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Need some Guidance

  1. Apr 27, 2012 #1
    Hey guys,

    I am having issues with E&M. I am taking it again this summer and I am scared to death. Last time I took it, I wasn't able to withstand the load and drop out before the deadline. I am very good in Math, but the teachers are horrible.I was able to pass the first test with a horrible grade. (56% :( ). I am in the beginning of my 3rd year and I need this class in order to take another electrical class. I am willing to invest in other books that is easy to understand. I am using the Physics For Scientists And Engineers 8e.

  2. jcsd
  3. Apr 27, 2012 #2
    What exactly were you having troubles with?? Can you elaborate a bit??
  4. Apr 27, 2012 #3
    Well, I was unable to comprehend the teacher. Here is his rating: Mod note: link deleted He doesn't explain anything. He just talk bunch of crap and post it on to a PowerPoint. The worst part is that I will be getting him again this summer (bad luck huh). I guess my problem is that I can't visualize the basic idea.
  5. Apr 27, 2012 #4
    OK, but at this point in the education you should really be self-sufficient enough not to rely on a professor too much. Of course it's easier if the professor can be well understood and if he's interesting. But otherwise, you always have a textbook at your disposal and the internet to ask questions.

    So, what was wrong with the textbook? What did you not understand??
    How did doing research on the internet go for you??

    PS Please do not post your professor's real name on this website, I don't think he would appreciate it.
  6. Apr 27, 2012 #5


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    Science Advisor

    Hey JustHere155 and welcome to the forums.

    I recommend that if you have a specific course related question, you jot down a specific question and ask it in the physics or electrical engineering forums. Questions if they are asked correctly and you have shown effort with your work, will in my experience, usually be answered pretty quickly.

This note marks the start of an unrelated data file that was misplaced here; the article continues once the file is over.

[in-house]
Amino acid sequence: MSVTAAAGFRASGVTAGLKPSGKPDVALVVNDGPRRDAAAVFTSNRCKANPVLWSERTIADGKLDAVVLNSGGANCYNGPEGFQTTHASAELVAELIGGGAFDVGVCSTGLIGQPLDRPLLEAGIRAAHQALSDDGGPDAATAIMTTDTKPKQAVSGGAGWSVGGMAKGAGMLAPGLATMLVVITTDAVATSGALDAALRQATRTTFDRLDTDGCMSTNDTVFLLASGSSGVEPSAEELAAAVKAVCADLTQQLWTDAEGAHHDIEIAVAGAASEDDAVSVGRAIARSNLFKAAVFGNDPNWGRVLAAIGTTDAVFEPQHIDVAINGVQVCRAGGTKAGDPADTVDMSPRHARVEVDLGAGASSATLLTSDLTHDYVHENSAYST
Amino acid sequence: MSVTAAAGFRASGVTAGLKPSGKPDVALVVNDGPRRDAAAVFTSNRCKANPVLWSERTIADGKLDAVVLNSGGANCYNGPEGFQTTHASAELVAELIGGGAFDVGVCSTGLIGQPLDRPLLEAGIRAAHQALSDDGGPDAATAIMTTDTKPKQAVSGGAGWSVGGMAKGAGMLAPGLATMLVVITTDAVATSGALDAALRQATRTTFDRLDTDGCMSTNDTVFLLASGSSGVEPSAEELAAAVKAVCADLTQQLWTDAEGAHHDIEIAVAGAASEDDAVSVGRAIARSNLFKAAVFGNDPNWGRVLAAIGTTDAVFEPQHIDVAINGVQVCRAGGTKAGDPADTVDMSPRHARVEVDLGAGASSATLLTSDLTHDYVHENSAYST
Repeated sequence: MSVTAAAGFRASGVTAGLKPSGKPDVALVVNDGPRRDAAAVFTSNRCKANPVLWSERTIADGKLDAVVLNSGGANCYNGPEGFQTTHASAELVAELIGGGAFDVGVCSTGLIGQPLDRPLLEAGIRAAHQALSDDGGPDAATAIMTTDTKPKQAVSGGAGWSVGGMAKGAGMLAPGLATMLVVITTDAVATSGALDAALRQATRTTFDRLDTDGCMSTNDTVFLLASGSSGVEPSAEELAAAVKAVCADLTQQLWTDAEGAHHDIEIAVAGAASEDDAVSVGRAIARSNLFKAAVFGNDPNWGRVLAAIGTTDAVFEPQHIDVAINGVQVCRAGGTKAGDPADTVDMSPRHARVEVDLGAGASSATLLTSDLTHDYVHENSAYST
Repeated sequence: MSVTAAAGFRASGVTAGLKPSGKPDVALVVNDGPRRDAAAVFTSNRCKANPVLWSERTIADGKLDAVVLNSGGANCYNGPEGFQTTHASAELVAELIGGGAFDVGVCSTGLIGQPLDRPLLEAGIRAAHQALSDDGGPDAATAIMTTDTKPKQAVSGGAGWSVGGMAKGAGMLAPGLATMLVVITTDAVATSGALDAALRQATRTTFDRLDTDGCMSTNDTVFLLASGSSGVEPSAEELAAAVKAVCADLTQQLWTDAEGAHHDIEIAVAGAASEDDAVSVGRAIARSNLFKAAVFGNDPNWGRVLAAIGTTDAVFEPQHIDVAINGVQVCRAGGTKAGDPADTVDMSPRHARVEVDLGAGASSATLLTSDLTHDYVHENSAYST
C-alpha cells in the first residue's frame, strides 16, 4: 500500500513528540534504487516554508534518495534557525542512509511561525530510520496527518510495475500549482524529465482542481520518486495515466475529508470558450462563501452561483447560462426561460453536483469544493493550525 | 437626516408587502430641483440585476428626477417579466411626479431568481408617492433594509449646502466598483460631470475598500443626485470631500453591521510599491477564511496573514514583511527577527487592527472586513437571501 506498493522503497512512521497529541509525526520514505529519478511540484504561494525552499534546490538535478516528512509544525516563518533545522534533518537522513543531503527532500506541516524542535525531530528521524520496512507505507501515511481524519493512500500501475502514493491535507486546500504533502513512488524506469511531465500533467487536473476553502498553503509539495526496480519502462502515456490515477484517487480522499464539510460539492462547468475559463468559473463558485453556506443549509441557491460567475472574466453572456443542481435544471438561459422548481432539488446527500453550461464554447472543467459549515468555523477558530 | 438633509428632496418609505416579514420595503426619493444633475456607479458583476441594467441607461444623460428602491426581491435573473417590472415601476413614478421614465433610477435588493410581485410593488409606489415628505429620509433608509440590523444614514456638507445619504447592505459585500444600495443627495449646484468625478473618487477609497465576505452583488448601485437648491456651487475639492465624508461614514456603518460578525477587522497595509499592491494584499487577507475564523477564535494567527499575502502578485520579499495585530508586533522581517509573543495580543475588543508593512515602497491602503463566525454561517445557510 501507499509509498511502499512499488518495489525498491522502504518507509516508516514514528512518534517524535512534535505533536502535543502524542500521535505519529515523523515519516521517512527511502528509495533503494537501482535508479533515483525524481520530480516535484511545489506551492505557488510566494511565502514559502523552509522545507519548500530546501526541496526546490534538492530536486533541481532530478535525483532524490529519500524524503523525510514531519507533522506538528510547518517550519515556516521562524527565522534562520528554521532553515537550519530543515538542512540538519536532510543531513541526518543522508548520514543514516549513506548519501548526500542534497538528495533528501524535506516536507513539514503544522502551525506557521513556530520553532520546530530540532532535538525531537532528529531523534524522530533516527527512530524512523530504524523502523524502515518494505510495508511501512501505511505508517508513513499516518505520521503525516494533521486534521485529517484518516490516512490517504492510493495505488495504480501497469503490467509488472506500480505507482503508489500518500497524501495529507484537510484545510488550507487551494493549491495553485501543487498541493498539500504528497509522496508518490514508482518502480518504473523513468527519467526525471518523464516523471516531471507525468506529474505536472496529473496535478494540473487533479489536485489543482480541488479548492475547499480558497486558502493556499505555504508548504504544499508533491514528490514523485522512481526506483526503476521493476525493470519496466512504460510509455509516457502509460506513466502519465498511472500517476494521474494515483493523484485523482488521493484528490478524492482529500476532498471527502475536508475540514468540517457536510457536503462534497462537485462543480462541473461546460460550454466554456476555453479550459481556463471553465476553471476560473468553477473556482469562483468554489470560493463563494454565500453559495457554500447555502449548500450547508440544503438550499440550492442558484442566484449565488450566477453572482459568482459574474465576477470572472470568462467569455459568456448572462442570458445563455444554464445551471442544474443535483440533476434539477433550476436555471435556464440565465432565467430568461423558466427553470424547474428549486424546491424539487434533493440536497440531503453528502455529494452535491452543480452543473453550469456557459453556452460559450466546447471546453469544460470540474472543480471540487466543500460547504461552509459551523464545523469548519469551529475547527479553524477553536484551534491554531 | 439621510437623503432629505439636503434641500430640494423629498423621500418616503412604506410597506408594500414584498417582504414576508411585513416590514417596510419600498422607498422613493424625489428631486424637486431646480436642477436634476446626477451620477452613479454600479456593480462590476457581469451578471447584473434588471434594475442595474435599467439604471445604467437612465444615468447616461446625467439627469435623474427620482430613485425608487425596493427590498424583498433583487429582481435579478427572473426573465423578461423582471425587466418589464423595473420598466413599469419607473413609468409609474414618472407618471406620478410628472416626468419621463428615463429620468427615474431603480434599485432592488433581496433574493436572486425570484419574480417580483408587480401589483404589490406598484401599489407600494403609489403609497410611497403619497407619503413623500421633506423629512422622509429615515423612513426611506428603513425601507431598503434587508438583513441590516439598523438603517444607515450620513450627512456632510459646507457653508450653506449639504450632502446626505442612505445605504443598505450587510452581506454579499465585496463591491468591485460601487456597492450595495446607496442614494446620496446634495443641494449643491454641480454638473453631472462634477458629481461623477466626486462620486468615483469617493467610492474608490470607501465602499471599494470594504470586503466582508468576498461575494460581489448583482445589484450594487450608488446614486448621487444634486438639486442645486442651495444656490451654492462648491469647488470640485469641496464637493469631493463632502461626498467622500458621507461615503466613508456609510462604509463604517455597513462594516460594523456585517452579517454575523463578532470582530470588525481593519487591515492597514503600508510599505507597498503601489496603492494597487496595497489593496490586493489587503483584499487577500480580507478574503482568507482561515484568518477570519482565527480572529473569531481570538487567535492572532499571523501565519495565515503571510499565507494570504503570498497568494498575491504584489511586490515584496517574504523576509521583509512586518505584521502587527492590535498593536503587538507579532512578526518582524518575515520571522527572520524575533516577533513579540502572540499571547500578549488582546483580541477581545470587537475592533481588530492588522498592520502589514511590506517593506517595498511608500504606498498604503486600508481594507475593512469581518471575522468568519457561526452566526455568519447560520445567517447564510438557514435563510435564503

If you don't clarify your question by making it too broad or too vague, or if you don't show your thought processes and any efforts to establish these then people are going to be unlikely to answer your question straight away or sometimes at all.

    People here are very friendly, but they don't like it when people ask questions where they haven't put in the effort themselves to make it easier for the readers to know what their asking and shown exactly what is wrong by showing what they have tried.
  7. Apr 27, 2012 #6
    I've never been one to believe a statement like that. Being good at math has to transfer something to physics, I mean at least passable scores. Especially if we're talking earlier math courses like vector calculus. I have a feeling that "being good at math" is equaling cookbook math because if you've taken a course in vector calculus and understood things very well, not just doing algorithmic type problems, then E&M shouldn't be too bad. Vector calculus is almost equal to E&M, it's the closest connection I've seen of any math and physics course. Now if you haven't taken vector calculus yet then I can see why you're failing because that would be downright brutal.

    Also, we've all had bad professors. There's been many times in college and life that I didn't have someone to hold my hand through every step of the way. This is where real learning occurs, I know it's a huge pain during the semester but now's the time to get started. Use every resource you can, the internet is so incredibly informational that you will find someone who has shown you the path.
  8. Apr 27, 2012 #7


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    Staff: Mentor

    This sounds like the second semester of introductory physics, not an intermediate level E&M course using a textbook like Griffiths. At many schools, this course does not have vector calculus (Calculus III) as a pre-requisite, just basic derivatives and integrals. The course introduces the concepts of surface and line integrals qualitatively, and most or all applications have enough symmetry that you can write down the answers without actually having to "do an integral."

    You do need to have (or develop) the ability to visualize electric and magnetic fields in three dimensions, recognize the symmetry of a situation, and apply it to reduce the integral to a non-integral. Many students have trouble with this. It's different from anything they have to do in the first semester which is mostly mechanics.
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